Retention and Recruiting In A Tight Labor Market

By: Mike Previte- Human Resources Program Director- WCTC

In her article about the talent market, writer Anna Grace Nimke says that “we are approaching a time when the number of new entrants to the workforce (age 18-64) will be the lowest on record since the boom of baby boomers..” in the late 1940s, 50s and early 60s. Because this will create a need to adapt to this shortage of workers, it will “at least require a reallocation of resources”, in this case, an outstanding and industry competitive retention strategy!

She goes on to say that “there are some organizations that are ready…They believe the more satisfied and engaged their workforce is, the more successful they will be.” This was never more evident in the Western Electric-Bell Labs world of Lucent Technologies in 1996.

Lucent, under the leadership of Henry Schacht, who was brought in to oversee its transition from an arm of AT&T into an independent corporation (Wikipedia),  developed a winning formula for retention and outstanding customer service.  In fact, their first year of existence, Lucent won the Malcolm Baldridge Award for Quality.  How did they do it? A simple formula that read “Employee Satisfaction leads to Customer Satisfaction leads to Profitability and Shareholder Value!”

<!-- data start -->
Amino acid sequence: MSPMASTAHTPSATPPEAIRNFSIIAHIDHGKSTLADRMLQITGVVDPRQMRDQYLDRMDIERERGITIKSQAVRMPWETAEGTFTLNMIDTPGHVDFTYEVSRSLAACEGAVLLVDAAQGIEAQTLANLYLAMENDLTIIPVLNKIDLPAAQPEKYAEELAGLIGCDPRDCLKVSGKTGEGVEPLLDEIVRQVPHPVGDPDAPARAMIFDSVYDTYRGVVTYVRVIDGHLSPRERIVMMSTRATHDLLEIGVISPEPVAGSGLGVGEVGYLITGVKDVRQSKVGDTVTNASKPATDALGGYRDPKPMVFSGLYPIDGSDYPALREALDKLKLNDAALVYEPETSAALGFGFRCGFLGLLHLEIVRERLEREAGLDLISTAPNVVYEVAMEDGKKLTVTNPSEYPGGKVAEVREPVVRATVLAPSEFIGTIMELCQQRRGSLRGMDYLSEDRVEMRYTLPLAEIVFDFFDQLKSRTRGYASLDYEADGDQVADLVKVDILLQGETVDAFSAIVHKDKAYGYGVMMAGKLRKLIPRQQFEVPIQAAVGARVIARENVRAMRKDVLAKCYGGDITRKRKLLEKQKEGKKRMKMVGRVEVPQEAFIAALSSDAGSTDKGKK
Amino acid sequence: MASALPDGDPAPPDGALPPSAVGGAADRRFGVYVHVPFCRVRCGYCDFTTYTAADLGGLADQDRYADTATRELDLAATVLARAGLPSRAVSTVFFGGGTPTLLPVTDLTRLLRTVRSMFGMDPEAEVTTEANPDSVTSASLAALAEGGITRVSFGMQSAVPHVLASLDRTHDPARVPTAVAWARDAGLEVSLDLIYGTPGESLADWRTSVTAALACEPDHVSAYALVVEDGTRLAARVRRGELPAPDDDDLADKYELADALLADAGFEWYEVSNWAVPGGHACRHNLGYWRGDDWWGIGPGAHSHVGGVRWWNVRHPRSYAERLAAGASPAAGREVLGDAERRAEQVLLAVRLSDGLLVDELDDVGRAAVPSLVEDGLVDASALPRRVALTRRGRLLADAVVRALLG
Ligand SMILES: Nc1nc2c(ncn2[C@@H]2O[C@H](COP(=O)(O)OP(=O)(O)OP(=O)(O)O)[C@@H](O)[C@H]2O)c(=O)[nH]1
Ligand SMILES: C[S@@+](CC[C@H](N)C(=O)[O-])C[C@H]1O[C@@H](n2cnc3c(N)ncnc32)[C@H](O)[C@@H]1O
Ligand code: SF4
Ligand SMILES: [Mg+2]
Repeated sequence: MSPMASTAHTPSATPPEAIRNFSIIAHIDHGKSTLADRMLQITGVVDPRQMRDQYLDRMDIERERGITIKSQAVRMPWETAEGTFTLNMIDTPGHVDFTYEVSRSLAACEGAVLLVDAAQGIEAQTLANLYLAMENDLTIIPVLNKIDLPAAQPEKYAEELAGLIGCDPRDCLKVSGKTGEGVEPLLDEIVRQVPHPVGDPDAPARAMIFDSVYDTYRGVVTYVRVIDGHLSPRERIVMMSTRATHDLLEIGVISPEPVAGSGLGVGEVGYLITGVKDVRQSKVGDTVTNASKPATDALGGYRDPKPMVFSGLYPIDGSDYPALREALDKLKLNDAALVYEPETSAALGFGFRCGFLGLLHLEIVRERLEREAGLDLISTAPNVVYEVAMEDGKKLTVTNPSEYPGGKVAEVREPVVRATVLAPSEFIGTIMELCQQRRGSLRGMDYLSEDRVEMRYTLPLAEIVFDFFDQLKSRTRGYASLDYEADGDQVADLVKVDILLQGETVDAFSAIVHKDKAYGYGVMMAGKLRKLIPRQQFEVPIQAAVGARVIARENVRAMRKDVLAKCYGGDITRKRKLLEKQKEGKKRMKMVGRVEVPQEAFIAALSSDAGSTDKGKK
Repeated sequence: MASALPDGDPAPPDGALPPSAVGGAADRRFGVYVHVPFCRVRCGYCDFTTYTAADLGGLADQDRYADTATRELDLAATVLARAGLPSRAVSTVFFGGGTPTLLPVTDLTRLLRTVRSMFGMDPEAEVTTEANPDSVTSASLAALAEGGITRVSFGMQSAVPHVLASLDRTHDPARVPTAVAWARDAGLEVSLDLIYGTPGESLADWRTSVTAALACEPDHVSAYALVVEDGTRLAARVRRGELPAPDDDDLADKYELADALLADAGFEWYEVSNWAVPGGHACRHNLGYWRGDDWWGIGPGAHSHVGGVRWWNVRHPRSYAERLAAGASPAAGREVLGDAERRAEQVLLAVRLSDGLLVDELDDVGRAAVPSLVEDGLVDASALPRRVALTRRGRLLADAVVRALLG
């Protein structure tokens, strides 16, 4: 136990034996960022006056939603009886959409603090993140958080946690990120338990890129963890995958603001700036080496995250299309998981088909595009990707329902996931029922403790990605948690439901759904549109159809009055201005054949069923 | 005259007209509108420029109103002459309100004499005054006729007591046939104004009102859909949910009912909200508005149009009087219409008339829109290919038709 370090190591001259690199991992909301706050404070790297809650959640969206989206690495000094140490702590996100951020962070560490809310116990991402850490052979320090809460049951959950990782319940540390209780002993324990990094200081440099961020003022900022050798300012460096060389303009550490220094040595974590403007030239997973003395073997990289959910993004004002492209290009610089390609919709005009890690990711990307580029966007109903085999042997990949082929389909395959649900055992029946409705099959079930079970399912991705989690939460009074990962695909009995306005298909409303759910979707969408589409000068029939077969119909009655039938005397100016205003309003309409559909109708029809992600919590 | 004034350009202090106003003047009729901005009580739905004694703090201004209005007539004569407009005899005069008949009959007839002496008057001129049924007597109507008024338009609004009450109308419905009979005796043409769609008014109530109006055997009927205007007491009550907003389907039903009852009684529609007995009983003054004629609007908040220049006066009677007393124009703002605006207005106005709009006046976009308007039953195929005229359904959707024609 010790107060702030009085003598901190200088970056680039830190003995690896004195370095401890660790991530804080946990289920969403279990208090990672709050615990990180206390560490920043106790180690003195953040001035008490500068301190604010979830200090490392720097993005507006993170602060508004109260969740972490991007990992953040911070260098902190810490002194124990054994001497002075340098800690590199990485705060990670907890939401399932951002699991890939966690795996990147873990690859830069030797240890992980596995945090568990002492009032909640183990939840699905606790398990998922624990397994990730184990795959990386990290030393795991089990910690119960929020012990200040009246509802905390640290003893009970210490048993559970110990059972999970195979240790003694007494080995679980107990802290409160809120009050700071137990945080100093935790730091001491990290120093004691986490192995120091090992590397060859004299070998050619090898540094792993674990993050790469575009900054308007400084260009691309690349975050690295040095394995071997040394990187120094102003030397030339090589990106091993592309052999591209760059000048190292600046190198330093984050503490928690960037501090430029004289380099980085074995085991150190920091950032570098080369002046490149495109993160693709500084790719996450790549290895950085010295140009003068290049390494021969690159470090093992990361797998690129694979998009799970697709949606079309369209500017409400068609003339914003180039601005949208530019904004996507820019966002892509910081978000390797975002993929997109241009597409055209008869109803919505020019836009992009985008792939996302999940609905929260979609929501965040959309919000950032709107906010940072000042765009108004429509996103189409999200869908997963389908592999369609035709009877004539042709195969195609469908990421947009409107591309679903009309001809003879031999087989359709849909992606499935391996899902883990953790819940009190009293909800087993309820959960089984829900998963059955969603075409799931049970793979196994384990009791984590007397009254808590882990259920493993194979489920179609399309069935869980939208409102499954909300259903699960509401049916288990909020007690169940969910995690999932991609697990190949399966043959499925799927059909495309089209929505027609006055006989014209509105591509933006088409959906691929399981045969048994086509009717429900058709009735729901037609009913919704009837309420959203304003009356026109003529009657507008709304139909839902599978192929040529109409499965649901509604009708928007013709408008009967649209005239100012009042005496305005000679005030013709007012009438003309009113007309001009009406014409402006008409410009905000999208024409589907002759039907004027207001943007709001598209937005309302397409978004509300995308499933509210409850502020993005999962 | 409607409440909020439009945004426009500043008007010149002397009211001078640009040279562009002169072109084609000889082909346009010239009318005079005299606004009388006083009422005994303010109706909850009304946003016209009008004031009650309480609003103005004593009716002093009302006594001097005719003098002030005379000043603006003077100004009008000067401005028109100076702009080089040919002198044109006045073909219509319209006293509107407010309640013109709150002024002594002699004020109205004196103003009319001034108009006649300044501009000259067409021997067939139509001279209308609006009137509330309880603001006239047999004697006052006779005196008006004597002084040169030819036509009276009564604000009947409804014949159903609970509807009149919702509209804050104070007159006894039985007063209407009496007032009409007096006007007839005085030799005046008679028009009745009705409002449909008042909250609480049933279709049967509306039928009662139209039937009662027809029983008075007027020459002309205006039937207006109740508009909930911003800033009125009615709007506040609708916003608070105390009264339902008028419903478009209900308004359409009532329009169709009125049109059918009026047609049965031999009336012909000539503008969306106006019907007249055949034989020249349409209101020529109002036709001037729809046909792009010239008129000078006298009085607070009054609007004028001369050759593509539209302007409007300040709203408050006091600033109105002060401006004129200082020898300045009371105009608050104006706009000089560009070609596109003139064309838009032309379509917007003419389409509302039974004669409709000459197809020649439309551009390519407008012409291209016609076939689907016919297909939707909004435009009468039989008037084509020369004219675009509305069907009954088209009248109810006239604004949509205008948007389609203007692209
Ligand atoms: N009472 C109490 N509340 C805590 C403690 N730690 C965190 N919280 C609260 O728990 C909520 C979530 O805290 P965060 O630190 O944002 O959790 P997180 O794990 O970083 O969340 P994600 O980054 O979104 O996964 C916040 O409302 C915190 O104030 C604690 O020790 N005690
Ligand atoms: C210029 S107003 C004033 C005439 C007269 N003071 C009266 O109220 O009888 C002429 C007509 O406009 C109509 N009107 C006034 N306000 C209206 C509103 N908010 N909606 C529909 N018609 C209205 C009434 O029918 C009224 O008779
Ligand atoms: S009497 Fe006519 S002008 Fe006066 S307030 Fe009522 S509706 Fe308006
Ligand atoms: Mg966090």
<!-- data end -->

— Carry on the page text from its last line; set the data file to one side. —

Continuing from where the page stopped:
So it starts with the employees. How do you retain the good ones in such a competitive manufacturing state?  Nimke says it is done in “ a workplace that:

  • Acknowledges employees as the true assets
  • Rewards his or her contributions appropriately
  • Celebrates success
  • Treats applicants and candidates as well as it treats its customers.”

Especially in a tight labor market, executives must be ever-mindful about their reputations as employers, according to Sara Meaney, managing director at BVK, a Milwaukee-based brand development agency.

We as HR Managers must remember that the ROI on retention is positive.  The opposite is true for turnover. What would cause employees to be engaged in your company??


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